MIDDLETOWN, CT — The average annual health insurance premium for a family in Connecticut is more expensive than a Ford Focus and most of that is tied to the cost of care.
In Connecticut, over the past 15 years health care costs have grown 77%, at that same time wages have only grown by 21% if that rate of growth carried through to grocery items a dozen eggs would cost $100, Vicki Veltri, executive director of the Office of Health Strategy, said Wednesday.
She said healthcare costs continue to climb while utilization has been flat and “that is unsustainable.”
In order to get at the problem of rising medical costs Gov. Ned Lamont signed his fifth executive order Wednesday to allow Veltri office to develop annual healthcare cost growth benchmarks.
Veltri said creating annual cost growth benchmarks are “the key to reigning in healthcare spending.”
There are no penalties for the doctors, practices, or hospitals that don’t meet those benchmarks aside from public pressure to come closer to the benchmark.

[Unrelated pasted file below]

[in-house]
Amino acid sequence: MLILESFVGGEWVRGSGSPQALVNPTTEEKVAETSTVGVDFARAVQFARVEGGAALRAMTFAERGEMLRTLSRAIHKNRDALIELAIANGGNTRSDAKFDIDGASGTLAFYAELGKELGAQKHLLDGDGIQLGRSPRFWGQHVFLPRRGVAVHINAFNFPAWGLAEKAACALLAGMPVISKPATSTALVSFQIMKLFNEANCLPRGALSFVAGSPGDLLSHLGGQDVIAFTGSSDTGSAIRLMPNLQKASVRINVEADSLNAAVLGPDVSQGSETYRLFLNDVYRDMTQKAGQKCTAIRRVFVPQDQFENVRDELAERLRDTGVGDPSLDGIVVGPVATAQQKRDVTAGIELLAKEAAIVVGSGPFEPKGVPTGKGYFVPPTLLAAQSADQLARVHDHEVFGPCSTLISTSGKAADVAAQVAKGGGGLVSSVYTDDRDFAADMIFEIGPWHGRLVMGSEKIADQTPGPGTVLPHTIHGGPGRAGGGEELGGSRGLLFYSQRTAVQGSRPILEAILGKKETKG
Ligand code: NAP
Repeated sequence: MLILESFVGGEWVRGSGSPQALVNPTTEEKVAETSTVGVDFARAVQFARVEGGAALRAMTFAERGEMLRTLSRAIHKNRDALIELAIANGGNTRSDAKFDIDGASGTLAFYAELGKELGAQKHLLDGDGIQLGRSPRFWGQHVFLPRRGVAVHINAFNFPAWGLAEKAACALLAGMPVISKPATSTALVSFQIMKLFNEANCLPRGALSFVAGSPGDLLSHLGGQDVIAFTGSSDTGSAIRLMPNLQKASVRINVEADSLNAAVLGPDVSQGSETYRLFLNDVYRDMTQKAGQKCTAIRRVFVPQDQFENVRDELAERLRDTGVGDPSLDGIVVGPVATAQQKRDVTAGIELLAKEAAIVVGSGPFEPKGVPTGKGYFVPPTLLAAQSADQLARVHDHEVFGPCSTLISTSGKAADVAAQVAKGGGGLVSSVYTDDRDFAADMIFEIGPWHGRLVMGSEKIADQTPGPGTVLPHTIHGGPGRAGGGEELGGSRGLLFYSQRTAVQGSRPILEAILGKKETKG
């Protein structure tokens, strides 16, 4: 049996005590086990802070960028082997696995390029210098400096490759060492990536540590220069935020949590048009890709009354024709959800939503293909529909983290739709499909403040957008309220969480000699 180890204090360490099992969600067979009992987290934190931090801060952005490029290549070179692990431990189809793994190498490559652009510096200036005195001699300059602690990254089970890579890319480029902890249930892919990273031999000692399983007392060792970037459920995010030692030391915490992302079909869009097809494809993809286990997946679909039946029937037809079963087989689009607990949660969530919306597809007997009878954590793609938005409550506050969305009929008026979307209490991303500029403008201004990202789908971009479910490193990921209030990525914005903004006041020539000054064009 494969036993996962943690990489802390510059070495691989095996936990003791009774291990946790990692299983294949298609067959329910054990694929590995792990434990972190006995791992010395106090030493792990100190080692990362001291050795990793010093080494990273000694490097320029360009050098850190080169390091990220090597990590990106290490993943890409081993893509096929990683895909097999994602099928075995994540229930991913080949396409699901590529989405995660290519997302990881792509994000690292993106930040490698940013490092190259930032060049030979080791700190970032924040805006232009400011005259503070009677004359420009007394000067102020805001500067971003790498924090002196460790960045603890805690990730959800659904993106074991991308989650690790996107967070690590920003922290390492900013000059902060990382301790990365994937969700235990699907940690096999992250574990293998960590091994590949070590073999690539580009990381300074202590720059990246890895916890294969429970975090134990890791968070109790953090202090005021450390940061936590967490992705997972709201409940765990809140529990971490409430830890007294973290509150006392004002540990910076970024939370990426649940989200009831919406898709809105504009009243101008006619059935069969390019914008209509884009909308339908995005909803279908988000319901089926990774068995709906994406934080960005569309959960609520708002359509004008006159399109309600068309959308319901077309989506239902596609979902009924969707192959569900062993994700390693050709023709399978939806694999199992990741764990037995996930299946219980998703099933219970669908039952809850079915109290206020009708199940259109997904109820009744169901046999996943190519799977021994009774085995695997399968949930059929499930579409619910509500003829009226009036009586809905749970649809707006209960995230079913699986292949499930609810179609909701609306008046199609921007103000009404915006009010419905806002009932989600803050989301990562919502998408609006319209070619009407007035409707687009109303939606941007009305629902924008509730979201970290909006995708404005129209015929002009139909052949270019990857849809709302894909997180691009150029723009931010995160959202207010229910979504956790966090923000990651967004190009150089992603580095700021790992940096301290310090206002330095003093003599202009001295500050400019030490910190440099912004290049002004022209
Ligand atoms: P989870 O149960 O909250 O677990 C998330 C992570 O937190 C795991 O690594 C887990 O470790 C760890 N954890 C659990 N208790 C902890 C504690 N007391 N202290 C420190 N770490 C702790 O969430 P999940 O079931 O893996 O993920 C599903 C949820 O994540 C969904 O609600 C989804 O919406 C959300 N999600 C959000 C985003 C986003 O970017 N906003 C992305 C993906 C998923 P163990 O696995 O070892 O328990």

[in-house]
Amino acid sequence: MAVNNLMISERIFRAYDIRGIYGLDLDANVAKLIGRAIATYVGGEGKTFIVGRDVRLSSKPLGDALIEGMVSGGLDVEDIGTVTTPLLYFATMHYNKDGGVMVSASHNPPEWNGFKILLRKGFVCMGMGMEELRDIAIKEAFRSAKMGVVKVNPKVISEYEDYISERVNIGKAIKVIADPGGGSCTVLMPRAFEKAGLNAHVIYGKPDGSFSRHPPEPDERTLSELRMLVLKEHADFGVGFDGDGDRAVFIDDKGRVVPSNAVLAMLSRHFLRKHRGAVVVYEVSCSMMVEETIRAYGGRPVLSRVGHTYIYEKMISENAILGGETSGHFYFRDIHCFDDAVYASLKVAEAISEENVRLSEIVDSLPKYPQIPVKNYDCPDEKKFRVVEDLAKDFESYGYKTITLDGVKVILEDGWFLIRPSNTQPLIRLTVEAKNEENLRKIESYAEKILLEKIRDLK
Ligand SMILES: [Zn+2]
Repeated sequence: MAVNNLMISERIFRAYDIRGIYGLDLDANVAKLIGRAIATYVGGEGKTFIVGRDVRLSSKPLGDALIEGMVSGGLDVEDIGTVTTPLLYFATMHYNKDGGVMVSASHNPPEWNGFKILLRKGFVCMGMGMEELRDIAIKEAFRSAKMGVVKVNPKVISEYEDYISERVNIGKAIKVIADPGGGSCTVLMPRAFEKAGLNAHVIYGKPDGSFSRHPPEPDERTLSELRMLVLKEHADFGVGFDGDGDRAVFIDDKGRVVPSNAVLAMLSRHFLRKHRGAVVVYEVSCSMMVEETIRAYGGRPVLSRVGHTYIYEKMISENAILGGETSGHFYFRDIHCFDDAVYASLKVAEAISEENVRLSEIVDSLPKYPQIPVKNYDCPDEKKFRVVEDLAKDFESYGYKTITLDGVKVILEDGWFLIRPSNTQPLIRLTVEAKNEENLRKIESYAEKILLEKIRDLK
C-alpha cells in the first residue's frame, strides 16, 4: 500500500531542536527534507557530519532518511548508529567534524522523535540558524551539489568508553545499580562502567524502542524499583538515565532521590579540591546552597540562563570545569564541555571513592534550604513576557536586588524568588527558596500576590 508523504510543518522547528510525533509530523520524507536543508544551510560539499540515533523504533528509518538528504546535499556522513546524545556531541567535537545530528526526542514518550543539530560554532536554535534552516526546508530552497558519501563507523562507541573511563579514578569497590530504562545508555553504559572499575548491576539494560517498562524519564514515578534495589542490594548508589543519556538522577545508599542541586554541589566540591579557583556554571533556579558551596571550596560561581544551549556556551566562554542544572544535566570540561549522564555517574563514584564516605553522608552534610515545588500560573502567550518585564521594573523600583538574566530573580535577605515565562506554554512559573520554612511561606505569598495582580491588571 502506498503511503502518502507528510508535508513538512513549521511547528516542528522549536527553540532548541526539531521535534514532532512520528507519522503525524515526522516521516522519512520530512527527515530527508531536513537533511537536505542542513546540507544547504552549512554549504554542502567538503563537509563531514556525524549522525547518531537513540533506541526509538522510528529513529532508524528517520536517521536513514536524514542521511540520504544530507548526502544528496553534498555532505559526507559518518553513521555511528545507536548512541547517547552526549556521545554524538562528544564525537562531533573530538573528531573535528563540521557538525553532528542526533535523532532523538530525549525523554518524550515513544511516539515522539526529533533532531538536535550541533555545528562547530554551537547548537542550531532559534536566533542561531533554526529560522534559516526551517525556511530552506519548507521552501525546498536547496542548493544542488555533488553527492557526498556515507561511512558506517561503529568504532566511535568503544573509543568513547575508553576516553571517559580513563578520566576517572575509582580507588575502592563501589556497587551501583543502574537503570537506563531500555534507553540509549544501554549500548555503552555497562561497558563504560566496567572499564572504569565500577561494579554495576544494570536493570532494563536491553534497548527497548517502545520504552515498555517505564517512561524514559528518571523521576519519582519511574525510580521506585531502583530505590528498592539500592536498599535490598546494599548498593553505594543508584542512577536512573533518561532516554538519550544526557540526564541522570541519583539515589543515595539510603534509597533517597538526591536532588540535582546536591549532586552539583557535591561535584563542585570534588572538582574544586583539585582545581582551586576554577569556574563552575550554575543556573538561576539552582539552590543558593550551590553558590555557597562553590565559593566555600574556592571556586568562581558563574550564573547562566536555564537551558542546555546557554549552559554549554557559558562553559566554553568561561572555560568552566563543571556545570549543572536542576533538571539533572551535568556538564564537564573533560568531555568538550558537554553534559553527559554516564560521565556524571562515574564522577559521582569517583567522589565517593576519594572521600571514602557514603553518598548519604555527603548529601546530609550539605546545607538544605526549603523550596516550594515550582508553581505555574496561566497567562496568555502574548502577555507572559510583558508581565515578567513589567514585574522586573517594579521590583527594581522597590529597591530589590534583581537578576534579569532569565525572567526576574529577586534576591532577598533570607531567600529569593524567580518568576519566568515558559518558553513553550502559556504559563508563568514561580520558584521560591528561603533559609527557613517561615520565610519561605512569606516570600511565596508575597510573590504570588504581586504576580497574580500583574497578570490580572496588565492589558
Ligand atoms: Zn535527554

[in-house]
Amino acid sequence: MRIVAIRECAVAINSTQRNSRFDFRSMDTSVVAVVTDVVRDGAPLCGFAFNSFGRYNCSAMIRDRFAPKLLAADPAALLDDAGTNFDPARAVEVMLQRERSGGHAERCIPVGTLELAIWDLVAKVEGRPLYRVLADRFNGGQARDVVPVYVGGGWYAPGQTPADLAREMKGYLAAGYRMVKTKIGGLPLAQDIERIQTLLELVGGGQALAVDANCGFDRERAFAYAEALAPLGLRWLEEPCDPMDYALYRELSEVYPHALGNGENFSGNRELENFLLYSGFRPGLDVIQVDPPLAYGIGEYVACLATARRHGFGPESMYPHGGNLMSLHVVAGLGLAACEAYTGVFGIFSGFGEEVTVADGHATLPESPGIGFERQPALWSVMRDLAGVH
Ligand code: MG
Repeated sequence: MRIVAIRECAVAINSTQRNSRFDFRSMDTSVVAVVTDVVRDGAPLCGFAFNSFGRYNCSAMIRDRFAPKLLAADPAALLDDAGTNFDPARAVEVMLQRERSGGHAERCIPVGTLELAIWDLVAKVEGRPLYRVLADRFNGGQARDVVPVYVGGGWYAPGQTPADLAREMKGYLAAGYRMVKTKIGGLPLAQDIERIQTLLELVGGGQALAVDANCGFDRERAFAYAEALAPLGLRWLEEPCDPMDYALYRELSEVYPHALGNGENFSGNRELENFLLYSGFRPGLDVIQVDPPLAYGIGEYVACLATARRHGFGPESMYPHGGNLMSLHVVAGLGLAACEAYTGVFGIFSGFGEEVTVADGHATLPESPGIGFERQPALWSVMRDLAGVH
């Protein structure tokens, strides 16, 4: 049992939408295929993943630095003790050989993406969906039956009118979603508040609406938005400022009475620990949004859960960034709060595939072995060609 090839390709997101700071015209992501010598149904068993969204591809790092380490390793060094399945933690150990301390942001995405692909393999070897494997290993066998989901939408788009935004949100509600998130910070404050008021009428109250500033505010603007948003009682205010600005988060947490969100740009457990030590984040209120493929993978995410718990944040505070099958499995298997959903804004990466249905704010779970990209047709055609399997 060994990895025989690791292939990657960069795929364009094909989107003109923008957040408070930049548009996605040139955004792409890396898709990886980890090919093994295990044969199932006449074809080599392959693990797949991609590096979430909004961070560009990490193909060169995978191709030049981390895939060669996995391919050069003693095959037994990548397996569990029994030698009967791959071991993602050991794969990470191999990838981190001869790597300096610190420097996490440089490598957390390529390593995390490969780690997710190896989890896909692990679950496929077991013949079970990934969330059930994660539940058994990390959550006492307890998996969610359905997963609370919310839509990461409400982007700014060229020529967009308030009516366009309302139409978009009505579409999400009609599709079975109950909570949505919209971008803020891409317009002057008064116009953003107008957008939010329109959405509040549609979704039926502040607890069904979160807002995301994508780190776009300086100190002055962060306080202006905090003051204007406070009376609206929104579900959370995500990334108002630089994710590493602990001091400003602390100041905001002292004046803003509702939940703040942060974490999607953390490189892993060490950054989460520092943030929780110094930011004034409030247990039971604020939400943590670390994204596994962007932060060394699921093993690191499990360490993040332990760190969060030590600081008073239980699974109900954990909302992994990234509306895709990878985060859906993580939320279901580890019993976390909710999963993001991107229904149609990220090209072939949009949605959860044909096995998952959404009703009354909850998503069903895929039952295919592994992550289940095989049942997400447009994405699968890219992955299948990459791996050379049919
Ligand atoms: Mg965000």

Veltri said they would be looking toward creating performance improvement plans for providers and payers who exceed the benchmarks.
Similar benchmarks in Massachusetts have saved healthcare consumers more than $5 billion since 2013, according to Veltri.
“We’ve got to address the underlying costs of health care and that’s what this bill is all about,” Lamont said.
The executive order had bipartisan support.
“Connecticut residents deserve affordable, accessible and quality health care, “but for far too long families have struggled with the high cost of premium and medical bills and worse some have even delayed or went without the needed care they deserved,” Sen. Kevin Kelly, R-Stratford, said. “It takes and moves our state in a positive and forward motion to start to look at ways we can increase transparency and get our arms around the increasing cost of medical costs so that we can bring relief to Connecticut families.”
Kelly applauded Lamont’s efforts.
Similar language to create a benchmarking commission was included in a controversial public option bill last year that died after the insurance industry raised objections.
Asked if he would support a public option, such as the one being proposed by Senate Democrats, Lamont said “I prefer working in a collaborative manner.”
Asked again to answer the yes or no question and Lamont said: “I prefer what we’re doing right here.”
Another executive order Lamont signed Wednesday would require the Department of Social Services to develop a public transparency strategy for Medicaid and report to Lamont on the strategy in a year.